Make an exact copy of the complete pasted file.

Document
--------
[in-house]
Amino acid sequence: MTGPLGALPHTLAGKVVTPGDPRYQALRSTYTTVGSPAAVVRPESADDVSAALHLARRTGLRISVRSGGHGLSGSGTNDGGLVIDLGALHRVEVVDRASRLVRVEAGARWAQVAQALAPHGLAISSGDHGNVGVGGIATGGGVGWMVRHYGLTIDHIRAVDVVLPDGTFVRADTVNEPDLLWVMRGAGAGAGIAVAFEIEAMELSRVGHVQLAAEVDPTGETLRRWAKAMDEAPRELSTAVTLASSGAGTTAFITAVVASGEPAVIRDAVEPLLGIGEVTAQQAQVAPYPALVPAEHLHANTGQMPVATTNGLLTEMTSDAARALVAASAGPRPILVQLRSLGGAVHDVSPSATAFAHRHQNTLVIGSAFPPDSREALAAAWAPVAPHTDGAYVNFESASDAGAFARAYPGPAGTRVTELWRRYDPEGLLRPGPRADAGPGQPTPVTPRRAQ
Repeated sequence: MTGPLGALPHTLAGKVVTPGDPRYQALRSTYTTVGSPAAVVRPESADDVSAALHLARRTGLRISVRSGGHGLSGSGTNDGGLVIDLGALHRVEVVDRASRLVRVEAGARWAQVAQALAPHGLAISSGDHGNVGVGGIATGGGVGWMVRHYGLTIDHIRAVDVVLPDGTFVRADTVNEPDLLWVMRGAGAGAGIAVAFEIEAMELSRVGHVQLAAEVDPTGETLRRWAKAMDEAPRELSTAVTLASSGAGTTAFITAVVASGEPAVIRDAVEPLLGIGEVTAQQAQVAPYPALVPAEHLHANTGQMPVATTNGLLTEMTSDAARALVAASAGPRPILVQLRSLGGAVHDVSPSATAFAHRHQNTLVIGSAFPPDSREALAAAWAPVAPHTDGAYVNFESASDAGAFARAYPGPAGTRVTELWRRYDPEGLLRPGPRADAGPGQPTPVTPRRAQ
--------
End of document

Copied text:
[in-house]
Amino acid sequence: MTGPLGALPHTLAGKVVTPGDPRYQALRSTYTTVGSPAAVVRPESADDVSAALHLARRTGLRISVRSGGHGLSGSGTNDGGLVIDLGALHRVEVVDRASRLVRVEAGARWAQVAQALAPHGLAISSGDHGNVGVGGIATGGGVGWMVRHYGLTIDHIRAVDVVLPDGTFVRADTVNEPDLLWVMRGAGAGAGIAVAFEIEAMELSRVGHVQLAAEVDPTGETLRRWAKAMDEAPRELSTAVTLASSGAGTTAFITAVVASGEPAVIRDAVEPLLGIGEVTAQQAQVAPYPALVPAEHLHANTGQMPVATTNGLLTEMTSDAARALVAASAGPRPILVQLRSLGGAVHDVSPSATAFAHRHQNTLVIGSAFPPDSREALAAAWAPVAPHTDGAYVNFESASDAGAFARAYPGPAGTRVTELWRRYDPEGLLRPGPRADAGPGQPTPVTPRRAQ
Repeated sequence: MTGPLGALPHTLAGKVVTPGDPRYQALRSTYTTVGSPAAVVRPESADDVSAALHLARRTGLRISVRSGGHGLSGSGTNDGGLVIDLGALHRVEVVDRASRLVRVEAGARWAQVAQALAPHGLAISSGDHGNVGVGGIATGGGVGWMVRHYGLTIDHIRAVDVVLPDGTFVRADTVNEPDLLWVMRGAGAGAGIAVAFEIEAMELSRVGHVQLAAEVDPTGETLRRWAKAMDEAPRELSTAVTLASSGAGTTAFITAVVASGEPAVIRDAVEPLLGIGEVTAQQAQVAPYPALVPAEHLHANTGQMPVATTNGLLTEMTSDAARALVAASAGPRPILVQLRSLGGAVHDVSPSATAFAHRHQNTLVIGSAFPPDSREALAAAWAPVAPHTDGAYVNFESASDAGAFARAYPGPAGTRVTELWRRYDPEGLLRPGPRADAGPGQPTPVTPRRAQ